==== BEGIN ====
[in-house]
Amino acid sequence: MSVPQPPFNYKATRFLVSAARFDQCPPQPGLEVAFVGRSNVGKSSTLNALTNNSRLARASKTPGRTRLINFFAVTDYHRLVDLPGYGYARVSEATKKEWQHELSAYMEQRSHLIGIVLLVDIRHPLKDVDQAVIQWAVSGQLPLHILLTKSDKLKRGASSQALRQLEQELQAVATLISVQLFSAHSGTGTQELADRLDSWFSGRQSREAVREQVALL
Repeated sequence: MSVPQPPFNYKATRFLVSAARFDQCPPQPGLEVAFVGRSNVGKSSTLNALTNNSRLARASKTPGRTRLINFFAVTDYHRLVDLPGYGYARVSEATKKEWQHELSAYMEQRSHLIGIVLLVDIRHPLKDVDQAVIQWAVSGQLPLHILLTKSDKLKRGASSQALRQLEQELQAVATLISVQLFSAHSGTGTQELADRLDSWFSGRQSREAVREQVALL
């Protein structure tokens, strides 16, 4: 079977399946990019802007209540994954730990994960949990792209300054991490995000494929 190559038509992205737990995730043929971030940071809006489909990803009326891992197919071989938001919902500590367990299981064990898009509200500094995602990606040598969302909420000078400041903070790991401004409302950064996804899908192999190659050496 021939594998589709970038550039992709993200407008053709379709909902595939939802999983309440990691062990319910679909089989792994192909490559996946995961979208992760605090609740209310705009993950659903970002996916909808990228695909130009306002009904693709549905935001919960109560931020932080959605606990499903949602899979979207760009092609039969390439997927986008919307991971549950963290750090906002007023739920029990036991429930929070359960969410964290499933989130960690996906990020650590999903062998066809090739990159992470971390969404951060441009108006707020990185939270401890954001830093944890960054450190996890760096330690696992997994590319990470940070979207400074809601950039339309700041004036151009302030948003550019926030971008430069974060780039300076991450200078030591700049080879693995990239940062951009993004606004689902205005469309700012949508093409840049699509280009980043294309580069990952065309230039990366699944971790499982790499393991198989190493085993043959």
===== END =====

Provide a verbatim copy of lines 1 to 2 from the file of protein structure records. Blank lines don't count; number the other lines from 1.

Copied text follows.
[in-house]
Amino acid sequence: MSVPQPPFNYKATRFLVSAARFDQCPPQPGLEVAFVGRSNVGKSSTLNALTNNSRLARASKTPGRTRLINFFAVTDYHRLVDLPGYGYARVSEATKKEWQHELSAYMEQRSHLIGIVLLVDIRHPLKDVDQAVIQWAVSGQLPLHILLTKSDKLKRGASSQALRQLEQELQAVATLISVQLFSAHSGTGTQELADRLDSWFSGRQSREAVREQVALL